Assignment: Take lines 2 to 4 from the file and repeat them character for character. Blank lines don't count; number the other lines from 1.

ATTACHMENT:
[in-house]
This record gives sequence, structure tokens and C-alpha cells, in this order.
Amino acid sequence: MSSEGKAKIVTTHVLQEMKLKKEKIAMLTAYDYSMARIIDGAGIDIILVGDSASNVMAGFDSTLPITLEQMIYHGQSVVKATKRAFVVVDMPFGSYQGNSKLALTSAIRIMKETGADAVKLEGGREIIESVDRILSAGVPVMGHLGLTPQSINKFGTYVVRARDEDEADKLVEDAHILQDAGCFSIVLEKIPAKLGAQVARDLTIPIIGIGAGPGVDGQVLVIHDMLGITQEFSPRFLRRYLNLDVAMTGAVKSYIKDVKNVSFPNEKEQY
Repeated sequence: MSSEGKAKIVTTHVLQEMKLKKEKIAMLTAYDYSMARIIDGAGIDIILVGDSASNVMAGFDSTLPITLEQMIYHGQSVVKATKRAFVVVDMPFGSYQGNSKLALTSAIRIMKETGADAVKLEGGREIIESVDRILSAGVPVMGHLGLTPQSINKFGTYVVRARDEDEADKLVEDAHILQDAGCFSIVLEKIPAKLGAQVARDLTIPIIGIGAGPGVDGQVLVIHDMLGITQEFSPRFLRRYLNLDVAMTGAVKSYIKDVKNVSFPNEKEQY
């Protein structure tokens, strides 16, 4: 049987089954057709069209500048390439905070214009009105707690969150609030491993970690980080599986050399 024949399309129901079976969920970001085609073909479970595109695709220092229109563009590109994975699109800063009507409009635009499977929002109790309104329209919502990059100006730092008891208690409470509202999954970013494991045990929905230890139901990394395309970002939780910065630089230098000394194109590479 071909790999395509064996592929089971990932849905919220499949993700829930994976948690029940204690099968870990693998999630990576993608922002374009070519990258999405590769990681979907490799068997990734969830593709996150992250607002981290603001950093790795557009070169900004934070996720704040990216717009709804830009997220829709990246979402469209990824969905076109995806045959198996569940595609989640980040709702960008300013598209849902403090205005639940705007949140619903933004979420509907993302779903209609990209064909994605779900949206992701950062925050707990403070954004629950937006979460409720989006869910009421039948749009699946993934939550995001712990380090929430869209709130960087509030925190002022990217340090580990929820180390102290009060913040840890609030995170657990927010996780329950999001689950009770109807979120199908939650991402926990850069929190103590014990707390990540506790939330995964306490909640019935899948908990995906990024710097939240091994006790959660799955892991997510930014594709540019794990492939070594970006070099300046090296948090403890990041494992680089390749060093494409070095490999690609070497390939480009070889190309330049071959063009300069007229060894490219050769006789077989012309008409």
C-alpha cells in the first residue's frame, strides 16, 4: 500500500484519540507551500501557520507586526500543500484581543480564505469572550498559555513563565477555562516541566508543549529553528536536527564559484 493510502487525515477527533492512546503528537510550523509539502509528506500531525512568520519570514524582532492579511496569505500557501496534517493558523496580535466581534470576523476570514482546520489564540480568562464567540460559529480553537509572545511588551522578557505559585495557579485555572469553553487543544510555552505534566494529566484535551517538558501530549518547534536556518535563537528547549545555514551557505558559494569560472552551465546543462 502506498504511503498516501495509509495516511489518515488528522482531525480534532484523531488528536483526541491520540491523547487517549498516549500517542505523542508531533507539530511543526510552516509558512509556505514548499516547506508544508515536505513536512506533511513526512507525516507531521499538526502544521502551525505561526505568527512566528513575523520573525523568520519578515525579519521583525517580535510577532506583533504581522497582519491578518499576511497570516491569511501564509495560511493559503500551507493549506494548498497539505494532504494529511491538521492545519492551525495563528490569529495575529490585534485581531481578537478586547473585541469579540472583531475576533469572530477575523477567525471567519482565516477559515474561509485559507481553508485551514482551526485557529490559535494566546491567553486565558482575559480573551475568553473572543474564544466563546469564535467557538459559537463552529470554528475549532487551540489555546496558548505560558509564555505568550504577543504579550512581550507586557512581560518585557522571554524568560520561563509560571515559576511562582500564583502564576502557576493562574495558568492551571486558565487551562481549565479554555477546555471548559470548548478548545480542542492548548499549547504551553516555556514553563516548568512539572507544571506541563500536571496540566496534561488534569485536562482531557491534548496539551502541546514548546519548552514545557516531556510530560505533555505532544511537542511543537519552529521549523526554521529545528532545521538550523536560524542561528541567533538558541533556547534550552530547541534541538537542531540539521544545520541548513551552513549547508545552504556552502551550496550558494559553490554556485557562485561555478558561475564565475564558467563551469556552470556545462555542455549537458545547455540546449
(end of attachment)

This record gives sequence, structure tokens and C-alpha cells, in this order.
Amino acid sequence: MSSEGKAKIVTTHVLQEMKLKKEKIAMLTAYDYSMARIIDGAGIDIILVGDSASNVMAGFDSTLPITLEQMIYHGQSVVKATKRAFVVVDMPFGSYQGNSKLALTSAIRIMKETGADAVKLEGGREIIESVDRILSAGVPVMGHLGLTPQSINKFGTYVVRARDEDEADKLVEDAHILQDAGCFSIVLEKIPAKLGAQVARDLTIPIIGIGAGPGVDGQVLVIHDMLGITQEFSPRFLRRYLNLDVAMTGAVKSYIKDVKNVSFPNEKEQY
Repeated sequence: MSSEGKAKIVTTHVLQEMKLKKEKIAMLTAYDYSMARIIDGAGIDIILVGDSASNVMAGFDSTLPITLEQMIYHGQSVVKATKRAFVVVDMPFGSYQGNSKLALTSAIRIMKETGADAVKLEGGREIIESVDRILSAGVPVMGHLGLTPQSINKFGTYVVRARDEDEADKLVEDAHILQDAGCFSIVLEKIPAKLGAQVARDLTIPIIGIGAGPGVDGQVLVIHDMLGITQEFSPRFLRRYLNLDVAMTGAVKSYIKDVKNVSFPNEKEQY